News / Africa

    Ethiopian Government, Muslims Clash about Ideology

    A protester holds up a copy of the the Koran during a demonstration in front of the US Embassy Kuala Lumpur, Malaysia, February 2012. A protester holds up a copy of the the Koran during a demonstration in front of the US Embassy Kuala Lumpur, Malaysia, February 2012.
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    A protester holds up a copy of the the Koran during a demonstration in front of the US Embassy Kuala Lumpur, Malaysia, February 2012.
    A protester holds up a copy of the the Koran during a demonstration in front of the US Embassy Kuala Lumpur, Malaysia, February 2012.
    Peter Heinlein
    ADDIS ABABA - Unofficial committees within Ethiopia's 30-million strong Muslim community are organizing demonstrations to protest what they say is government interference in Islamic affairs. Tensions are rising as the government tries to preempt what it sees as the rise of a hardline strain of Islam.

    Worshippers arriving for Friday prayers at Addis Ababa's Awalia mosque found a notice posted at the entrance, which read: "They managed to get in through the back door before. Let's make sure it doesn't happen again."

    The notice was signed by a mosque committee opposed to what it says has been a quiet government takeover of Ethiopia's Islamic Affairs Supreme Council.  The committee is demanding elections for new council members, to be held in the city's mosques.  They rejected a suggestion that the vote be held in neighborhood government halls called kebeles.

    Standing at the entrance to the mosque, Ibrahim Hassan who teaches computer science at the Awalia Mission School, says holding the election in kebele halls would open the door to mischief.

    "It should be inside the mosques, not in the kebeles because if it carried out in the kebeles there will be corruption, or some of the government authorities may participate.  That is not fair.  It is related to religion.  There must not be interference of government in such tasks," he said.
     
    Awalia mosque has been at the center of protests against what many Muslims see as government efforts to ban the teachings of the conservative Salafist sect of Islam.  The Islamic Supreme Council recently fired several teachers at the Awalia mission school and shut down an Arabic language teaching center.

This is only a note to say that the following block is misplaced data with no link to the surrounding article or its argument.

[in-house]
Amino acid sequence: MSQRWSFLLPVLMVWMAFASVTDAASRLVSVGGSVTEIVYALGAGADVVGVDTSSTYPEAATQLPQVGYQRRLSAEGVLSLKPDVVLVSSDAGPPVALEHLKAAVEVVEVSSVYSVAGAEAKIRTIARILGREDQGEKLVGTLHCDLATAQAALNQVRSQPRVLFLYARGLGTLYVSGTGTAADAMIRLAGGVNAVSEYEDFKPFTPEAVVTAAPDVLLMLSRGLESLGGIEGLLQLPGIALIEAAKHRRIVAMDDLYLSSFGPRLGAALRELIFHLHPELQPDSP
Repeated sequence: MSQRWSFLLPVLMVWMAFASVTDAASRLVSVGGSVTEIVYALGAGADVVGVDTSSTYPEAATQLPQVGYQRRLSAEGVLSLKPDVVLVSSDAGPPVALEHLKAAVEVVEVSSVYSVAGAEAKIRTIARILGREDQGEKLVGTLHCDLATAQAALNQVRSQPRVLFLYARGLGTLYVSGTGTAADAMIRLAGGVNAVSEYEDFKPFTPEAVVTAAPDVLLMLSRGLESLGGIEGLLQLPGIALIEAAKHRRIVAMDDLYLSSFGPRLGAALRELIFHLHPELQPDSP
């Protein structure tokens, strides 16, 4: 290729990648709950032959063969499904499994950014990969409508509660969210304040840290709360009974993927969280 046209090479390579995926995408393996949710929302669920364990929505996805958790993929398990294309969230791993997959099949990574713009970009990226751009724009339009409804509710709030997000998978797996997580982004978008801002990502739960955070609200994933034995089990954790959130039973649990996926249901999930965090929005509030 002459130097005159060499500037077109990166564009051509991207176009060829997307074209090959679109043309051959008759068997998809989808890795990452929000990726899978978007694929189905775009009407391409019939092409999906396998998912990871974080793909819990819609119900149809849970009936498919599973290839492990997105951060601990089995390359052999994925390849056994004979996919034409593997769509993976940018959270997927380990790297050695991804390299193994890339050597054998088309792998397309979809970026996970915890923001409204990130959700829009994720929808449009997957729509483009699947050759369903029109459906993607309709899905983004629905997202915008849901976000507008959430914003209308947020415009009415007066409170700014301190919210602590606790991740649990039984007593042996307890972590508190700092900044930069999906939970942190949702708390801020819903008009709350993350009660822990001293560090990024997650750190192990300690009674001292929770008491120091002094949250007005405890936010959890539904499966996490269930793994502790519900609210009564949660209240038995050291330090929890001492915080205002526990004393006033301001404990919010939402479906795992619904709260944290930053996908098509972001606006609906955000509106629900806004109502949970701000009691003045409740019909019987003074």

Teacher Ibrahim accuses the council of trying to indoctrinate Ethiopian Muslims into the little known al-Abhash sect that preaches non-violence, as opposed to the more militant Salafist brand of Islam.

    "They think that the committee may be terrorists," he said. "They consider us terrorists, but it represents all the Muslim communities.  They said that [some] Salafists are members of al-Qaida, but in Ethiopia all of the Muslims are not members of al-Qaida, they are simply regular Muslims."

    Prime Minister Meles Zenawi last month signaled a crackdown on those he accused of “peddling ideologies of intolerance."  In a speech to parliament, he said a few Salafis had formed clandestine al-Qaida cells in the southern part of the country.

    Days later, four protesters were killed and many others injured in the southern state, Oromia when they tried to prevent police from arresting a Muslim cleric accused of promoting a radical ideology.

    Last week, five men, including one Kenyan national, were arraigned in Addis Ababa's federal court on charges of operating an al-Qaida cell out of a mosque in Oromia.

    In another incident this month, Ethiopian authorities expelled two Arab men said to have been visiting from an unnamed Middle Eastern country.  The two were detained after making what police called “inflammatory statements” and distributing materials at Addis Ababa's main Anwar mosque.

    And last Friday, dozens of young men were reported to have stood outside Anwar mosque with tape over their mouths in a silent protest.  Young men standing at the entrance to Awalia mosque at last Friday's prayers said another big demonstration is planned for this week.

    More than half of Ethiopia's roughly 90 million people are Christian, while an estimated 35 percent are Muslim.  The Horn of Africa nation has long prided itself on its religious tolerance.

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